By Peter Roberts
Australian biotechnology and vaccine giant CSL is betting $800 million in the race to secure federal and state funding to establish mRNA vaccine in Australia.
The company, which is the fourth most valuable company at $93 billion on the ASX, has outbid a group of smaller firms which are also seeking a share of $50 million on offer from Victoria and an unspecified amount available from the federal government to pioneer the technology behind the Pfizer and Moderna Covid-19 vaccines.
CSL is proposing a R&D facility at its Parkville site in Melbourne followed by a production plant capable of making 50 million doses of vaccine within 16 weeks of opening – with the whole process taking about 18 months.
The company has lined up against numerous established and startup operations including:
- IDT Australia which has existing vaccine manufacturing capabilities in Melbourne
- Opal Bioscience which is proposing to take over the soon-to-close GSK (Glaxo) facility at Boronia in Melbourne which already has vaccine capabilities
- And BioCina, a University of Adelaide linked company that recently took over a Pfizer manufacturing site in Adelaide, again with existing vaccine capabilities.
CSL brings obvious financial muscle and extensive experience manufacturing influenza vaccines in Melbourne to the table, and getting the company over the line to commit such a large amount to a new production plant is clearly in the national interest.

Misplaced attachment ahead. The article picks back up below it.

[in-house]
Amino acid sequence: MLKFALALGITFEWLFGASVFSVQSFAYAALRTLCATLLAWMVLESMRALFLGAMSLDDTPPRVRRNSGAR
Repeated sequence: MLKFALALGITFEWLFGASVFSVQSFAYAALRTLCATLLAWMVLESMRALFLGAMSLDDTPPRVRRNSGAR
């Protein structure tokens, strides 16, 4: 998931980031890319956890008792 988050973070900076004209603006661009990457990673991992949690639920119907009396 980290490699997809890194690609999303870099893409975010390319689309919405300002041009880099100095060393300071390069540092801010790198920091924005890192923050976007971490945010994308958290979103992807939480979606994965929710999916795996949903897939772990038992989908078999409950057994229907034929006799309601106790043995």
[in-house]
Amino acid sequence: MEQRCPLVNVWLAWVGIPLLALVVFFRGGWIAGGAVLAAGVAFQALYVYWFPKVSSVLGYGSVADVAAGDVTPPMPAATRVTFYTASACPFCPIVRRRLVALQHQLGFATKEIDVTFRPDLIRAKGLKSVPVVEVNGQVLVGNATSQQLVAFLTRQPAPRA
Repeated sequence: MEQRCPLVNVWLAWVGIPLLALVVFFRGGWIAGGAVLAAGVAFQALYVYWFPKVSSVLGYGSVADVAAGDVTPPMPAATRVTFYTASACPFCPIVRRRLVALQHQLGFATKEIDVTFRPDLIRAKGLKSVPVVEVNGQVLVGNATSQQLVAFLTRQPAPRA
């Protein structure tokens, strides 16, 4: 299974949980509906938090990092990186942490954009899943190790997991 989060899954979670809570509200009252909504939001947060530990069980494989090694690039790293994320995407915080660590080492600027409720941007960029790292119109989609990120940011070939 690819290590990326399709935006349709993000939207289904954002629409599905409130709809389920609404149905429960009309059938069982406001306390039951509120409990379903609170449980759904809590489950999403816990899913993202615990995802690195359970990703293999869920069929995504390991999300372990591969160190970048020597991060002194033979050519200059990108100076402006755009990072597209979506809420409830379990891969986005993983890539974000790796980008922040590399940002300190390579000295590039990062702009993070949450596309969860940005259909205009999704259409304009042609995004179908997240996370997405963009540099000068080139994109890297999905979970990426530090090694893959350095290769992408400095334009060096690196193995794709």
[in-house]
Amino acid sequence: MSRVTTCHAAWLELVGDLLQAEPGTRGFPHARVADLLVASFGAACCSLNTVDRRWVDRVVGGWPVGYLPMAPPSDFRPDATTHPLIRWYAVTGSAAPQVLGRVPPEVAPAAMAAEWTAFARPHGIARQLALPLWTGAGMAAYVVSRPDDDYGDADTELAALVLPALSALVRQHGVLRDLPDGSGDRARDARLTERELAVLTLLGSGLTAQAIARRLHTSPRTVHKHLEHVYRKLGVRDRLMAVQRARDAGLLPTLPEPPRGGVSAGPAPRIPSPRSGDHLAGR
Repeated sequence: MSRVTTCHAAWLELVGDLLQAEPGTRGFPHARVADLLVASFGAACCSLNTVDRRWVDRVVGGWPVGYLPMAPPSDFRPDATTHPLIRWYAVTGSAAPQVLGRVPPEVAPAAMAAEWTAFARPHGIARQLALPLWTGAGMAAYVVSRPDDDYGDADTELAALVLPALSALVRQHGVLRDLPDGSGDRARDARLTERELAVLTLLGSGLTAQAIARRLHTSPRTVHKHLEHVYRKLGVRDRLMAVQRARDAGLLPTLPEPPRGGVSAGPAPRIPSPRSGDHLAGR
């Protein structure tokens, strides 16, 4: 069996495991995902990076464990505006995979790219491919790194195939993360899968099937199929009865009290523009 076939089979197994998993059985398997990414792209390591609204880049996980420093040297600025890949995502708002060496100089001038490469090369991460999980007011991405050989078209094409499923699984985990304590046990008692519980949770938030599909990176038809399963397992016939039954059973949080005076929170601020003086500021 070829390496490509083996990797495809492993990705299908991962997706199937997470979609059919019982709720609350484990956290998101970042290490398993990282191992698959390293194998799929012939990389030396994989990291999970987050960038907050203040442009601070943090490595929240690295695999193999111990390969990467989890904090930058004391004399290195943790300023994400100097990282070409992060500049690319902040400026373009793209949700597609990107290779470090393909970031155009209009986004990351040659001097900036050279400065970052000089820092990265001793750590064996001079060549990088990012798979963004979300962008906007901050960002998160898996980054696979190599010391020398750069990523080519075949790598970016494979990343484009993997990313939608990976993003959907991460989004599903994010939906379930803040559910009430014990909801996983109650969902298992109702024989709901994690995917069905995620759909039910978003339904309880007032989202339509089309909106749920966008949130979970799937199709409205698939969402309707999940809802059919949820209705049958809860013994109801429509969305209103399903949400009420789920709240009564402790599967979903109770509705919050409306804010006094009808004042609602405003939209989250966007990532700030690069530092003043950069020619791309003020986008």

However governments need to tread a fine line here because, after all, how much assistance does a highly profitable company that turns over $12 billion a year really ‘need’.
Nonetheless, local manufacture by CSL would be not only a national, but a regional strength in future disease outbreaks.
The issue with CSL is that it is proposing a greenfields development which means months if not years of approvals from global health authorities are needed for any new facility.
The smaller firms already have some elements of the value chain approved such as clean rooms approved to Good Manufacturing Practice (GMP) standards.
This would cut the time from decision to availability of mRNA vaccines, perhaps shaving six months or more from the timeline, according to insiders.
All three cases above also involve the expansion and reuse of existing facilities, and in the case of Boronia in Melbourne, saving one very large plant which in the past has exported pharmaceuticals worth $1 billion a year making it one of our largest exporters of elaborately transformed manufactures.
It looks like the optimum result would be some support for CSL, but not at the expense of the smaller firms where a little help would go a long way to deepening Australia’s vaccine and pharmaceutical capabilities.
Pictures: CSL/Parkville head office
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